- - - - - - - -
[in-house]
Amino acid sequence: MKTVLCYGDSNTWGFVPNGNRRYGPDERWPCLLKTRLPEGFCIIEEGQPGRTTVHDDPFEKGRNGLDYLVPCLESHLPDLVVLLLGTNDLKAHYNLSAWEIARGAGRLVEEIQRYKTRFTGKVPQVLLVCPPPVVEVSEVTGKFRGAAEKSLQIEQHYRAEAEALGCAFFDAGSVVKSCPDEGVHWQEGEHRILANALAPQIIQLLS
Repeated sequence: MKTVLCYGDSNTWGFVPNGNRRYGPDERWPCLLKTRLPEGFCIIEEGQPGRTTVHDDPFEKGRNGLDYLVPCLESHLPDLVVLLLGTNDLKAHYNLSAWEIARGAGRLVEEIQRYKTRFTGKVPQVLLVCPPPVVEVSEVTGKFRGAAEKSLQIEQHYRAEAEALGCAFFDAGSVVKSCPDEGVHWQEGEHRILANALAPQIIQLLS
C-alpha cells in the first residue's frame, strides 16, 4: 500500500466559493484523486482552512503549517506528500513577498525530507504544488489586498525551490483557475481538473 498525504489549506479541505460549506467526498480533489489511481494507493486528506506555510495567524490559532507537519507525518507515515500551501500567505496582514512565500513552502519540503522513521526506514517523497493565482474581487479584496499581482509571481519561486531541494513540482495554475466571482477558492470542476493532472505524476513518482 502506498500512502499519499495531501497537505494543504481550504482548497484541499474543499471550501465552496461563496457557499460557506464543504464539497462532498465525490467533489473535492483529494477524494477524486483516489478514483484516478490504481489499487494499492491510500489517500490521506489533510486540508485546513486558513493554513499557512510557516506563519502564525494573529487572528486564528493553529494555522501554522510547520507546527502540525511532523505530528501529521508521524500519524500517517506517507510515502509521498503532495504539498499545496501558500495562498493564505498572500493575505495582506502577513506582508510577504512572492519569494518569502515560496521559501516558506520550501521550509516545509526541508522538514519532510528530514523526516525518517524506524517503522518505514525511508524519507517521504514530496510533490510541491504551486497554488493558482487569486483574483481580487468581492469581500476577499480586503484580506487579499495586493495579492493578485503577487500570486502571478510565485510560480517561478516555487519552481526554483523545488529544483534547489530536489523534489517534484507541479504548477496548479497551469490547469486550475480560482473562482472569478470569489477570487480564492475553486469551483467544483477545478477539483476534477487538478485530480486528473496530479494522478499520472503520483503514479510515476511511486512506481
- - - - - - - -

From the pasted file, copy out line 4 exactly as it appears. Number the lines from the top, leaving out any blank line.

C-alpha cells in the first residue's frame, strides 16, 4: 500500500466559493484523486482552512503549517506528500513577498525530507504544488489586498525551490483557475481538473 498525504489549506479541505460549506467526498480533489489511481494507493486528506506555510495567524490559532507537519507525518507515515500551501500567505496582514512565500513552502519540503522513521526506514517523497493565482474581487479584496499581482509571481519561486531541494513540482495554475466571482477558492470542476493532472505524476513518482 502506498500512502499519499495531501497537505494543504481550504482548497484541499474543499471550501465552496461563496457557499460557506464543504464539497462532498465525490467533489473535492483529494477524494477524486483516489478514483484516478490504481489499487494499492491510500489517500490521506489533510486540508485546513486558513493554513499557512510557516506563519502564525494573529487572528486564528493553529494555522501554522510547520507546527502540525511532523505530528501529521508521524500519524500517517506517507510515502509521498503532495504539498499545496501558500495562498493564505498572500493575505495582506502577513506582508510577504512572492519569494518569502515560496521559501516558506520550501521550509516545509526541508522538514519532510528530514523526516525518517524506524517503522518505514525511508524519507517521504514530496510533490510541491504551486497554488493558482487569486483574483481580487468581492469581500476577499480586503484580506487579499495586493495579492493578485503577487500570486502571478510565485510560480517561478516555487519552481526554483523545488529544483534547489530536489523534489517534484507541479504548477496548479497551469490547469486550475480560482473562482472569478470569489477570487480564492475553486469551483467544483477545478477539483476534477487538478485530480486528473496530479494522478499520472503520483503514479510515476511511486512506481